I think it was Scarlett who took off with the errant bean. I found little pieces of the shell cracked around the top of the stairs she was madly racing up and down. Next on my 'to do' list? 'Dawgz Gone Wild'...

Water woes and a coffee cure...

Well, one more step in my evolution. To shake off that green coating of the south, there are a few levels of experiential initiation. On a superficial level, they vary from person to person...some people have to adjust to no Starbucks, Tim Horton's, or McDonalds while others have to get used to the fact that movie theaters, good middle eastern food, and standard veterinary care is unavailable. I can do without the Starbucks (too expensive anyway) and McD's (you can only be 'lovin it' for so long), but the others I know I will miss immensely in the upcoming months...oh ya, and a nice glass of wine. Those things, however, are personal.

No...true experiential initiation comes when you go through an airport with no security check-point, land on a gravel runway, walk through the Northern or the Co-op for the first time...and for the true first shock, getting ready for a shower and realizing that you used your last few drops of water for that absolutely luscious pot of coffee you just made. Ok, I know they'll be many more things to deal with that will probably be a lot worse, but I was really looking forward to that shower. I suppose I should feel lucky that it's a Saturday afternoon and not a weekday morning before work.

Anyway, after letting the phone ring and ring and ring at the water/sewage place I felt like I was going to cry. Would I have to run to the neighbor's just to use the bathroom? On about the 15th ring (no joke) someone finally picked up. Yay! The guy said they were on break right now but would make it over as soon as possible. That was about 45 minutes ago and now I'm already set with a brand new tank - so quick! Scarlett was running around barking the whole time and Gryphon, again, was shaking and terrified (thank god his bowels were empty this time), but it's finished and full. Now the drill is to run the washing machine, right? Or is that after they do the sewer? Do they do both at once? Oh, I should've figured this one out before Labour Day weekend!

Enough with the sewer talk and back to the coffee. Today I decided to put away the Bridgehead pre-ground Peruvian I had been drinking for the past week and try out my fancy new Cuisinart coffee grinder on the Free Trade East Timorese beans I had waiting in that required 'cool dry place' (freezers is an evil myth people). Absolutely beautiful. I don't know enough about coffee to describe the subtle tones of whatever's involved, but I know what's good and what's not. It was a medium roast - no too bitter or acidic (hate that) -and it convinced me that the money I spent bringing premium caffeine north was well-spent. Regardless of the fact that a guy I know said I'd be "Nabobin' it by Christmas", I don't think I could make that change if something like food mail is available. I have a few more bags of upopened beans in various flavours to tide me over till American Thanksgiving at least!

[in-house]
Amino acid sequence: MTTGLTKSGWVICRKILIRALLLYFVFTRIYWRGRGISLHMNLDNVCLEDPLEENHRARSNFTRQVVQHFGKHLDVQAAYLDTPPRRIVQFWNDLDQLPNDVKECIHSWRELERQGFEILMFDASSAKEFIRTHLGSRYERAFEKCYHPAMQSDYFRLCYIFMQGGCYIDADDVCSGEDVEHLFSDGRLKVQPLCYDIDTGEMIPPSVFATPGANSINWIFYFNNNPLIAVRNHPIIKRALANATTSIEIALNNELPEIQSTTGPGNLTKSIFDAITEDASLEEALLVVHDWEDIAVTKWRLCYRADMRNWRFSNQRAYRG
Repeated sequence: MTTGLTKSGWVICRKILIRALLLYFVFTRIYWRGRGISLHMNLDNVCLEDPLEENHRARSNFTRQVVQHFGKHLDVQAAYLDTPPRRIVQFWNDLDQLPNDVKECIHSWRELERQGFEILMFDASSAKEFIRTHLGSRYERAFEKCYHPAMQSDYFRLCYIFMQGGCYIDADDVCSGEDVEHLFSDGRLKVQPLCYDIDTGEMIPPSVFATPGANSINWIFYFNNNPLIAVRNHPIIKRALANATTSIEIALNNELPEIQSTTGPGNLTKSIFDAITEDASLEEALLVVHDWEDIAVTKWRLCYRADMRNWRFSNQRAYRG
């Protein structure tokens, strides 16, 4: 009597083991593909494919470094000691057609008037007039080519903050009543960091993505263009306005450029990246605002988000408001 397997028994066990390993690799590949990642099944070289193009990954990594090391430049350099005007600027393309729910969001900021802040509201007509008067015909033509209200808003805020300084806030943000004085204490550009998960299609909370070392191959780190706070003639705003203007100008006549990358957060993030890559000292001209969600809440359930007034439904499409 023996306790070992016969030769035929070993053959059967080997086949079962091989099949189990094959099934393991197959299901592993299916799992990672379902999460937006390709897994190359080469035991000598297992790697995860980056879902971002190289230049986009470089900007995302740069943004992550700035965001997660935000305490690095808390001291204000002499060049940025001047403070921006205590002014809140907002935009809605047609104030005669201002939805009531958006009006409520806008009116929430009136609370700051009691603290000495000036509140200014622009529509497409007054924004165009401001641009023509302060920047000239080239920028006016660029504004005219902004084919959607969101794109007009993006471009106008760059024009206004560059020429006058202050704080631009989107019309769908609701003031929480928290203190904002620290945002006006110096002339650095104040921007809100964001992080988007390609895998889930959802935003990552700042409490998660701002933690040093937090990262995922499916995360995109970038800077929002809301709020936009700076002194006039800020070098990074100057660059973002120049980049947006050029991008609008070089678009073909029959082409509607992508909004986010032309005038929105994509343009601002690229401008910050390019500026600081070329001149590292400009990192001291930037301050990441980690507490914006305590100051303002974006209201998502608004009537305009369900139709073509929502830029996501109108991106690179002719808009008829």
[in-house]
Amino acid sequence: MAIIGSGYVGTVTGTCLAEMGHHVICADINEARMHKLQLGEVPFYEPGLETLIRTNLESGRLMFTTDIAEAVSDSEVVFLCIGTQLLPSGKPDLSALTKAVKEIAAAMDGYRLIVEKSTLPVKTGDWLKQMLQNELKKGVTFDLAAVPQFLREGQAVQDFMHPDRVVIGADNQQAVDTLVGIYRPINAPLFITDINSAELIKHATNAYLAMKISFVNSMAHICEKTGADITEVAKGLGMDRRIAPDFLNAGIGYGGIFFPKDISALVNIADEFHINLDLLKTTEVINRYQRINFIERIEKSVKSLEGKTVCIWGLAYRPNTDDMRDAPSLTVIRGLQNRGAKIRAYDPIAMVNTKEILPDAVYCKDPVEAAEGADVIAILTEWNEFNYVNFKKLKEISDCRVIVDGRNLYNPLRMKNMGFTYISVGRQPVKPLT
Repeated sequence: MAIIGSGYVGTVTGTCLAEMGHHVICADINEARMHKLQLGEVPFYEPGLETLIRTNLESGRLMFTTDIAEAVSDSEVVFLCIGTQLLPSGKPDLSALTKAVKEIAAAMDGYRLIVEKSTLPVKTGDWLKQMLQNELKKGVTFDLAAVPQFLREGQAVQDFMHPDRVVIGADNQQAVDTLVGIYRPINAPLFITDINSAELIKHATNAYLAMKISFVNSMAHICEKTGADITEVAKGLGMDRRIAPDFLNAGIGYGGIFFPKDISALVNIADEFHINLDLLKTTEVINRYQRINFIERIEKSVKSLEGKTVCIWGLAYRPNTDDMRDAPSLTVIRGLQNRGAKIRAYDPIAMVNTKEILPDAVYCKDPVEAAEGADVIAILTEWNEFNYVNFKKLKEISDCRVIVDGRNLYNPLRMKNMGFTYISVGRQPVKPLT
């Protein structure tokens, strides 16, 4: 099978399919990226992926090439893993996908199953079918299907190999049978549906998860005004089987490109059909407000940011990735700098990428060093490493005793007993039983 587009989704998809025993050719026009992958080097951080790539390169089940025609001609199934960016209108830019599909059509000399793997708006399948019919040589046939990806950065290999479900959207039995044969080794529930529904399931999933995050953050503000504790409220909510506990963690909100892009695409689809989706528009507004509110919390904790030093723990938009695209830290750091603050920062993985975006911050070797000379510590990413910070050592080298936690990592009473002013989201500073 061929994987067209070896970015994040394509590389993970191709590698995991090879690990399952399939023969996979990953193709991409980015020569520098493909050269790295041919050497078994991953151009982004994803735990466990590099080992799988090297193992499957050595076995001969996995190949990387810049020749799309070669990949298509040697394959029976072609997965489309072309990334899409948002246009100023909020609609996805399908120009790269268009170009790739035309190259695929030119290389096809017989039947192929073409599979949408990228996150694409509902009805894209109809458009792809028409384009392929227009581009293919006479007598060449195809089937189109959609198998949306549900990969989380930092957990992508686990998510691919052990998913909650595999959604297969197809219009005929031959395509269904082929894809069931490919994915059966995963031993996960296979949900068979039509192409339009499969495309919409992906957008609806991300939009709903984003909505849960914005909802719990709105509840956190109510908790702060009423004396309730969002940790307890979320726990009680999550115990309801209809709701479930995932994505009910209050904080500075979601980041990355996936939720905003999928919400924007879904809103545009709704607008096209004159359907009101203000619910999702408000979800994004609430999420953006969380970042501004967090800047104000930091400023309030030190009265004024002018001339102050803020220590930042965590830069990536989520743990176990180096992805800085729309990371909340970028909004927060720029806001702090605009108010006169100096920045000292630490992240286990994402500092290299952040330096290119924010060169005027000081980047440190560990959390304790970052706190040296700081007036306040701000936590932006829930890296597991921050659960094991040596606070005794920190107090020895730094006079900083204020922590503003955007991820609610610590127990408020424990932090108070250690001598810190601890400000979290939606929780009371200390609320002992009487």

September 03, 2009

Finally...that's the theme.

Yay! I finally have a modem that works! I've been playing around for the past chunk of time (I won't say how long) trying out loading time on different websites. So, ok, no streaming movies or tv shows, but the streaming iTunes radio stations seem to work. Finally, a little bit of variety. Of course you put all your favorite on your iPod, but I was beginning to worry that I'd get no new music up here; I really can't get any radio stations except CBC North.

And...ta da! Pictures. Finally. Ok, so the one here is a pretty chintzy shot of me last week when I was in Iqaluit, but I was just testing things out. Now that I know my connection can handle it, there'll be more to come. Hmm...I suppose that also means I won't be able to justify spending money at Louis' so regularly. Boo. Oh well, my supervisors are visiting next week and we will be having an 'evening business meeting'; I hope this includes a meal as well as OT!

Another 'finally' today: my Canada Goose Kensington Parka is now purchased and will be on its way by the beginning of next week. Let's hope it arrives before the snow! Let's also hope that I ordered the right size...

BTW, if there is any northerner out there looking into buying stuff online, Christa's blog is awesome...another internet shopoholic. The common theme I've noticed in the GN community is their huge dependence on online shopping. I understand now. One walk around the Northern and you leave with your fingers itching for your credit card and keyboard. Bad, I know.